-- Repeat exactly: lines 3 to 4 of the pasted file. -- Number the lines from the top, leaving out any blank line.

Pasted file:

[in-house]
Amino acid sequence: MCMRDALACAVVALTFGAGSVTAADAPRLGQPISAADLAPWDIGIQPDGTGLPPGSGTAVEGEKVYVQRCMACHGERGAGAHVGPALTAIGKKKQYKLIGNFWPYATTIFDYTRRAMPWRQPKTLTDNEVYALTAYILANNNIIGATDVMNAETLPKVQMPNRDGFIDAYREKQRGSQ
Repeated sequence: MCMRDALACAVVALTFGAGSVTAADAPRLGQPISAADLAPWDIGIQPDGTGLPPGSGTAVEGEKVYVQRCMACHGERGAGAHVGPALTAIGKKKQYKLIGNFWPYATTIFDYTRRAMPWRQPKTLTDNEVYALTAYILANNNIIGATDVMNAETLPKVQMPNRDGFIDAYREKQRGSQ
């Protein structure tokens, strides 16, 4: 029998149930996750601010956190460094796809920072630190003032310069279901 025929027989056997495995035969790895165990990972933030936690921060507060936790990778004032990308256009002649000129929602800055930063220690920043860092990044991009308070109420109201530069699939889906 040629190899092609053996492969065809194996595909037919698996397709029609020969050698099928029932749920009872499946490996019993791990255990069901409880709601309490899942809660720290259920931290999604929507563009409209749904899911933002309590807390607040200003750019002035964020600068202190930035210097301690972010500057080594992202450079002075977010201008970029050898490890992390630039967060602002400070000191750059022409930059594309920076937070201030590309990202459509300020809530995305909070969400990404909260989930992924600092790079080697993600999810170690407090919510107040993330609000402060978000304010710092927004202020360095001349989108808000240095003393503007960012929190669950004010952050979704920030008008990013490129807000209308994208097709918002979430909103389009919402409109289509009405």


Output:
Repeated sequence: MCMRDALACAVVALTFGAGSVTAADAPRLGQPISAADLAPWDIGIQPDGTGLPPGSGTAVEGEKVYVQRCMACHGERGAGAHVGPALTAIGKKKQYKLIGNFWPYATTIFDYTRRAMPWRQPKTLTDNEVYALTAYILANNNIIGATDVMNAETLPKVQMPNRDGFIDAYREKQRGSQ
């Protein structure tokens, strides 16, 4: 029998149930996750601010956190460094796809920072630190003032310069279901 025929027989056997495995035969790895165990990972933030936690921060507060936790990778004032990308256009002649000129929602800055930063220690920043860092990044991009308070109420109201530069699939889906 040629190899092609053996492969065809194996595909037919698996397709029609020969050698099928029932749920009872499946490996019993791990255990069901409880709601309490899942809660720290259920931290999604929507563009409209749904899911933002309590807390607040200003750019002035964020600068202190930035210097301690972010500057080594992202450079002075977010201008970029050898490890992390630039967060602002400070000191750059022409930059594309920076937070201030590309990202459509300020809530995305909070969400990404909260989930992924600092790079080697993600999810170690407090919510107040993330609000402060978000304010710092927004202020360095001349989108808000240095003393503007960012929190669950004010952050979704920030008008990013490129807000209308994208097709918002979430909103389009919402409109289509009405």